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It is not as if any of what is to follow will matter.  Because nothing does.  I have always known this is true.  And so have you, but one of us still believes in their illusions.

Over the years, the Director has turned his hand to writing.  A short story here and there, a poem or two when nobody’s looking and of course the oft begun but never completed novel, which I’m told we all have in us.  Well, let’s face it, it’ll take a pretty strong purgative to get my magnum opus out at this stage. Much as we all wake up one day to realise that we will now never play the Dane, our lives are often characterised by scrabbling about to recover what it is we only have the faintest inkling we’ve lost.

The opening to today’s column is taken from a short story of mine which I thought might as well go up above there as anywhere else.

Here’s another opening from a story of mine which was published some time ago.  It’s called,

The White Glove.

Every year, in those years when I was a girl, there used to be a fair held on the last Tuesday in July in the village of Axminster. I cannot say for how many years the fair had been held there prior to my being aware of it, since these were the days long before technology, when knowledge of these traditions was therefore passed on in the oral fashion. As you know dears, anything passed on orally is bound to be rebarbative when it comes to being historical. Nevertheless the tale you are about to read has stood the test of time and is passed on to you in as true a form as it was passed on to me all those years ago. It is a tale of death, and as death comes to us all in the end, I do think it wise to understand something of its ways before we must ourselves take it by the hand and travel to what Hamlet called, “that undiscovered country.” Personally I think it stands to reason that it’s actually a very discovered country indeed, since it must have been visited by very many, if not all, of those who have died. But I shall not argue with the wisdom of Shakespeare on such matters. Apart from anything else, he is dead after all.

The remainder of this story is available upon request.

So, what’s the point of including some of the Director’s meagre words in today’s column? Well there’s no doubt that reading and writing are forever intertwined.  They are the Caduceus of the Literacy world. Being a better writer means you will be a better reader, and vice versa.

Often we ask our students to undertake writing tasks. With this in mind and in the spirit of solidarity, I have decided to devote this week’s column to my effort at the story which we have just asked our Yr 11s to write. 45 minutes including planning and checking.


Everything begins with a question, doesn’t it?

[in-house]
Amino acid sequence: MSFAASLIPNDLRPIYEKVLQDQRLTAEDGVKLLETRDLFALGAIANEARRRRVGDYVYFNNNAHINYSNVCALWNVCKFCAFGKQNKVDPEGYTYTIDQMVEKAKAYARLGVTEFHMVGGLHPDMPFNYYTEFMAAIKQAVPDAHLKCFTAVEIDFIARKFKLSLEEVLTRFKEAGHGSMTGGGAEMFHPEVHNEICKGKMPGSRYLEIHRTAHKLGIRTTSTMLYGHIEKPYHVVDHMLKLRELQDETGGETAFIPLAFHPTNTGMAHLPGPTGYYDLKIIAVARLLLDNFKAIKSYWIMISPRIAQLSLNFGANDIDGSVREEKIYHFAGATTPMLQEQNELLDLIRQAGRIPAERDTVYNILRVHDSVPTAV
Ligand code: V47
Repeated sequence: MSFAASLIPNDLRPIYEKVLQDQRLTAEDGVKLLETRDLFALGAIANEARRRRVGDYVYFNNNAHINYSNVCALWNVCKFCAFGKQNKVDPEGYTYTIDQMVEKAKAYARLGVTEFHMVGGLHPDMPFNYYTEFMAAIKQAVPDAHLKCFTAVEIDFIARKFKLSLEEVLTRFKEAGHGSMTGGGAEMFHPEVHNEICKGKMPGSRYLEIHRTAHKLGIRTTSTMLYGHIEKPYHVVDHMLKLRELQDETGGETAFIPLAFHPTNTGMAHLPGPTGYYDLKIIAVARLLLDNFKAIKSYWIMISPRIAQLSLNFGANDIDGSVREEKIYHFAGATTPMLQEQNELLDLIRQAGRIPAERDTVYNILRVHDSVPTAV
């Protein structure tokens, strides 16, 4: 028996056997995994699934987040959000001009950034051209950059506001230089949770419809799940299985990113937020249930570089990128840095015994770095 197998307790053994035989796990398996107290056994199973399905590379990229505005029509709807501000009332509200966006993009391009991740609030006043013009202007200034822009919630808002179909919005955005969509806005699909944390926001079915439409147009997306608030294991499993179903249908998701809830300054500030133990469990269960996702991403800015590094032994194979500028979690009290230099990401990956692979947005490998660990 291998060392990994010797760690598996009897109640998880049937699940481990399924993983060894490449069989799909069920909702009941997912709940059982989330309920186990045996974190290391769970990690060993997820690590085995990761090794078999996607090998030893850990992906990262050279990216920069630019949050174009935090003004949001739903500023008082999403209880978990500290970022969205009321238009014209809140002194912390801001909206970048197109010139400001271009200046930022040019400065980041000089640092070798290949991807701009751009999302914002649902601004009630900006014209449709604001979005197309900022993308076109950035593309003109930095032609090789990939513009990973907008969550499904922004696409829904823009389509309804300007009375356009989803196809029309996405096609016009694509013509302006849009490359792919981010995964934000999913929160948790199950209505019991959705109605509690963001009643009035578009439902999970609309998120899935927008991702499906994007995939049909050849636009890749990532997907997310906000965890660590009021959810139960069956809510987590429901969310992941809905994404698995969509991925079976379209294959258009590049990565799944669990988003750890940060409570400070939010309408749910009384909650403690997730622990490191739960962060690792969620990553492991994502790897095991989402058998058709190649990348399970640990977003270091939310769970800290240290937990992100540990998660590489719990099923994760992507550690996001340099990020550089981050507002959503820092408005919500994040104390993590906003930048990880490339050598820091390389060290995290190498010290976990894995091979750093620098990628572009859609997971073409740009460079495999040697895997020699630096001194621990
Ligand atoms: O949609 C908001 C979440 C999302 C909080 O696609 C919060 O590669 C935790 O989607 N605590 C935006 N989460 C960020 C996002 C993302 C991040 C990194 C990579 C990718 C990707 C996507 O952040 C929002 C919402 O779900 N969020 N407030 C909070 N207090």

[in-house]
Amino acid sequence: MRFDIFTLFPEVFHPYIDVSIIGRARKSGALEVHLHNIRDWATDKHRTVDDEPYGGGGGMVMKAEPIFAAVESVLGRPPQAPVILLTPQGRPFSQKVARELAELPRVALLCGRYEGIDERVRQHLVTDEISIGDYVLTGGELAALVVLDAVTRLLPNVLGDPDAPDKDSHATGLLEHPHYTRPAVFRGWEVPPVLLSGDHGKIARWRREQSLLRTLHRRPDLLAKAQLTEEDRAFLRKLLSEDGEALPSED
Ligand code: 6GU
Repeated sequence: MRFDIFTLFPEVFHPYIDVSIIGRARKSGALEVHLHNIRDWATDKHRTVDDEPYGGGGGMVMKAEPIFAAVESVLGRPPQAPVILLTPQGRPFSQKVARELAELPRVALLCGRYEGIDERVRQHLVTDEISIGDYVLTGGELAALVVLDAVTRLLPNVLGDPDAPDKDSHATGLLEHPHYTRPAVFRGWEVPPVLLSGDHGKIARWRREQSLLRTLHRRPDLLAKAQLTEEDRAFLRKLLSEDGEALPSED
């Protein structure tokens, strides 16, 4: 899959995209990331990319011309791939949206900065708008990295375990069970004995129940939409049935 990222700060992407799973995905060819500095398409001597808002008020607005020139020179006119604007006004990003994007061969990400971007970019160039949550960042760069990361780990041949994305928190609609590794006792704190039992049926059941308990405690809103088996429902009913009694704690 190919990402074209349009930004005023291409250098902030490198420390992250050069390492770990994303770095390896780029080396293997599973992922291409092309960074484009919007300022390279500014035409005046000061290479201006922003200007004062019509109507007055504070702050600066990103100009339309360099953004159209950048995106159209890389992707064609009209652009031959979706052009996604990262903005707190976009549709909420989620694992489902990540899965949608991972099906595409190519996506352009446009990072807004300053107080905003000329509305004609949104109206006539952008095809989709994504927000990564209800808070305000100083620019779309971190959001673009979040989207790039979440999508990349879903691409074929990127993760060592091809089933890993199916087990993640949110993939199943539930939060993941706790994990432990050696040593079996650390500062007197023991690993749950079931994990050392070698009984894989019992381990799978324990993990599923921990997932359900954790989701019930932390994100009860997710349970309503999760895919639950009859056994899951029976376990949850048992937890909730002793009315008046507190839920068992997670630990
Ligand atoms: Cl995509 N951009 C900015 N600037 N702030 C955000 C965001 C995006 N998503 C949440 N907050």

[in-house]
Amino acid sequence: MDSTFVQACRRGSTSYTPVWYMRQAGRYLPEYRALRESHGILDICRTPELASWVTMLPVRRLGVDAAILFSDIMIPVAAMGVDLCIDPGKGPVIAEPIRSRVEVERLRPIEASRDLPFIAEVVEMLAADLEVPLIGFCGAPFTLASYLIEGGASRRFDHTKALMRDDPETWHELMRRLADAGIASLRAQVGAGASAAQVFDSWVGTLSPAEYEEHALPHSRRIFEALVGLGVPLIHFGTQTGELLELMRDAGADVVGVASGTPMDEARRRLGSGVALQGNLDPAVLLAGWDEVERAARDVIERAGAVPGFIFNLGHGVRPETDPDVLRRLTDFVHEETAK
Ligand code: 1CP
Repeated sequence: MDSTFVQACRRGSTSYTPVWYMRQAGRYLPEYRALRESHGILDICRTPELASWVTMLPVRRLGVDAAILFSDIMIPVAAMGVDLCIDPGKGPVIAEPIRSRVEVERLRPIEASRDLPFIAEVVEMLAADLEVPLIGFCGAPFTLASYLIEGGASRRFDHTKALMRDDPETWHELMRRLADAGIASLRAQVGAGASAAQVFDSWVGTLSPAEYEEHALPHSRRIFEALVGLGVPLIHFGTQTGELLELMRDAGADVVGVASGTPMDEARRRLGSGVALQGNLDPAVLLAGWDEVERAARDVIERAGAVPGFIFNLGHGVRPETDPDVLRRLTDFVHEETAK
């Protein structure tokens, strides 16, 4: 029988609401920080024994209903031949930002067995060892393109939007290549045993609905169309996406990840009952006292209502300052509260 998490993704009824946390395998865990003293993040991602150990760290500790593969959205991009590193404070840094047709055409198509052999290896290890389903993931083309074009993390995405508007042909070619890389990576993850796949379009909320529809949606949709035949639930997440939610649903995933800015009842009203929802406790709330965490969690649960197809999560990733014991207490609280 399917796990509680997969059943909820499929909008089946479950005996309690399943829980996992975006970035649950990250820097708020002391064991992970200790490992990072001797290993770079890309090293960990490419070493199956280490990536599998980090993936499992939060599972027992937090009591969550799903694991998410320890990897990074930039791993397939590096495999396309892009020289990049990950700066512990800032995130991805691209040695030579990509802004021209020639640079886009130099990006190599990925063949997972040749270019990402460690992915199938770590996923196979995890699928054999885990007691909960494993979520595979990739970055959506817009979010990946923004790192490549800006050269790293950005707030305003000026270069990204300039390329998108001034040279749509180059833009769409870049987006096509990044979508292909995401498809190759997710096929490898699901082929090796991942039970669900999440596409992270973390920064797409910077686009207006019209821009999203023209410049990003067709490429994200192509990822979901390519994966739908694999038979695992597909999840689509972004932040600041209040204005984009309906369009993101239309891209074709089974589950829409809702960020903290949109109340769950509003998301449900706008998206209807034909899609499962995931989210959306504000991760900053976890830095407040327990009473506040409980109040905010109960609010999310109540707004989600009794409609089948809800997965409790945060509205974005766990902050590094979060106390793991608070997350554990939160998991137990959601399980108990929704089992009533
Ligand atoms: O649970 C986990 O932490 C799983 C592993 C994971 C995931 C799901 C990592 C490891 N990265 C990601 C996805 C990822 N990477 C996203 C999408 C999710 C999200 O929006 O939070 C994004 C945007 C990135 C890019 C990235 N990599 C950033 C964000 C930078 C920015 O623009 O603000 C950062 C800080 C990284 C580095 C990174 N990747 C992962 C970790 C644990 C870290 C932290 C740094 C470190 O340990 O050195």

The fading light did nothing to hide a greying, balding, and spreading round the middle aged man who sat alone in the corner of the meeting room softly intoning words that came naturally enough to him.  Here was someone for whom Life had always contrived to live itself beyond his reach.  A man’s reach should exceed his grasp?  No, Mr Browning with your beard and Victorian sensibilities, that is not what a heaven’s for.  Nothing so vulgar as reaching or grasping round here thank you.

On an unbidden signal, as definite as the Fall, one kind of stillness ends and the man who is to be our lead actor for today, obligingly leans forward, before his bones, or his destiny, call it what you will, take over, and he stops.  There was once upon a time when he had been graceful, but these days any style was only accidental.  On those days he moved much as that tower did shortly after the Mayor of Pisa drew back the curtains and presented it to the expectant Pisans.  

With gravity’s inevitability, his elbows came to rest on the table and he placed his head in his venal hands, blocking at least for a moment, the chorus of the lost that was his soundtrack today. Like poor dead Jacob Marley, he only ever saw the lost and gone.  And there are few who could ever share that kind of tale.  The table rocked slightly and he compensated.  Soon a kind of stillness came upon him again, albeit counterfeit.  He felt the familiar hardness of his palms against the sides of his face and almost let himself recall how those hands had held other faces once upon other times. But despite the truth that he and pain were allies, they were not friends.  And he didn’t get fooled about that kind of thing.  Well, maybe once, but there were extenuating circumstances then which could never be repeated.  He took no delight in remembering the way life had been when he had been fully human.  And, out of respect, neither will I.

Old habits do die, this much is true, but they also put up a fight, and so he raised his head and scanned the room; his tired eyes slow dancing to an internal tune as they registered movement.  He had sat in this very spot incalculable times and knew each table, each chair, each potential client, each lost possibility, so very well.